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Indian company delivers Gaganyaan fairing and high altitude launch abort motor to ISRO

Capitalism in space: The Indian private company, Hindustan Aeronautics Limited, yesterday delivered to India’s space agency ISRO the fairing and high altitude launch abort motor that will be used in Gaganyaan, that nation’s first manned spaceflight.

Though the article at the link does not say so, the fairings and abort motor will likely be used in one of two unmanned launch abort test flights ISRO intends to do before the actual manned mission, now set for sometime in ’24.

Hindustan Aeronautics is also a space company in India that will require watching. It not only built these major components for Gaganyaan, it also has built major components for India’s PSLV and GSLV rockets. It would not surprise me if the company eventually decides to build its own rocket, assuming the India government loosens the stranglehold it presently has over space and lets private companies compete against its government space operations. It was a similar stranglehold by NASA from the 1970s to the 2000s that squelched competition and innovation from the American private aerospace industry. When that ended, the renaissance in commercial space finally could begin.

UPDATE: It appears I was in error assuming Hindustan Aeronauts was a private company, as it is owned by the Indian government. I have edited the post above to reflect this. It appears the stranglehold the government has over India’s aerospace industry is no closer to loosening.

Genesis cover

On Christmas Eve 1968 three Americans became the first humans to visit another world. What they did to celebrate was unexpected and profound, and will be remembered throughout all human history. Genesis: the Story of Apollo 8, Robert Zimmerman's classic history of humanity's first journey to another world, tells that story, and it is now available as both an ebook and an audiobook, both with a foreword by Valerie Anders and a new introduction by Robert Zimmerman.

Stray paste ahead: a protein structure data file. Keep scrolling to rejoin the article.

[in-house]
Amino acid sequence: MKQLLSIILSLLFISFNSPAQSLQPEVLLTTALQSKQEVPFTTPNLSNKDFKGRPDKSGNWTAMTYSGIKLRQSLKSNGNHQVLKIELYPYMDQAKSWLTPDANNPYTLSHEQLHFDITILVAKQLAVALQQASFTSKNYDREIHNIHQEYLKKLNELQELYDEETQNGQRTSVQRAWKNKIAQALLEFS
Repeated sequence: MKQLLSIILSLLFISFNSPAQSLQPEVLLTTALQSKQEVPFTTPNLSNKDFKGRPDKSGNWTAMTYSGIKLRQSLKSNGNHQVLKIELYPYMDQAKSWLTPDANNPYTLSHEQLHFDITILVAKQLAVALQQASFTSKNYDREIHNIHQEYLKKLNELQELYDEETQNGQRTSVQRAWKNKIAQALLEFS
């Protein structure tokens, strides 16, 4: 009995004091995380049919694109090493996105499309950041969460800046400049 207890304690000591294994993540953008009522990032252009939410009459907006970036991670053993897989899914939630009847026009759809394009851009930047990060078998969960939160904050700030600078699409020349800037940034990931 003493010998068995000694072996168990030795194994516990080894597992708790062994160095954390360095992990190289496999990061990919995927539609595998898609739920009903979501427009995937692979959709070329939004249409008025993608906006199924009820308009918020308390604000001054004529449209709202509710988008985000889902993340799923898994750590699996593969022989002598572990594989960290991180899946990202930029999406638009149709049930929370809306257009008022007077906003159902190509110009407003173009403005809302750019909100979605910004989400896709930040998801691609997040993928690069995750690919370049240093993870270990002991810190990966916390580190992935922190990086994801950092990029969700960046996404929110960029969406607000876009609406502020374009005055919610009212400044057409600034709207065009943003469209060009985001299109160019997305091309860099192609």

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  • Panjabi

    HAL is a government owned company and also manufactures military aircraft, both under license and of it’s own (Tejas). It has been around since the early/mid 1960s

  • Panjabi: Thank you for that clarification. It appears that India is still quite far from transitioning to the private enterprise model.

  • Panjabi

    Robert, India’s current government seems to try to move to the private model for both defense and space. However, the existing private players in India are just starting from scratch and do not have the skill-sets yet. In the US, while the DoD and NASA paid for space programs, the companies that built them were private and those companies in turn used sub-contractors. This allowed a wide dispersion of skilled aerospace people in various companies in the US. In contrast, in India, the ONLY place to get a good aerospace job are government owned firms like HAL and ISRO. Thus their mindset is not a “killer” mindset. Things ARE changing but will take a while for them to scale. The next SpaceX in India will take about 20 years.

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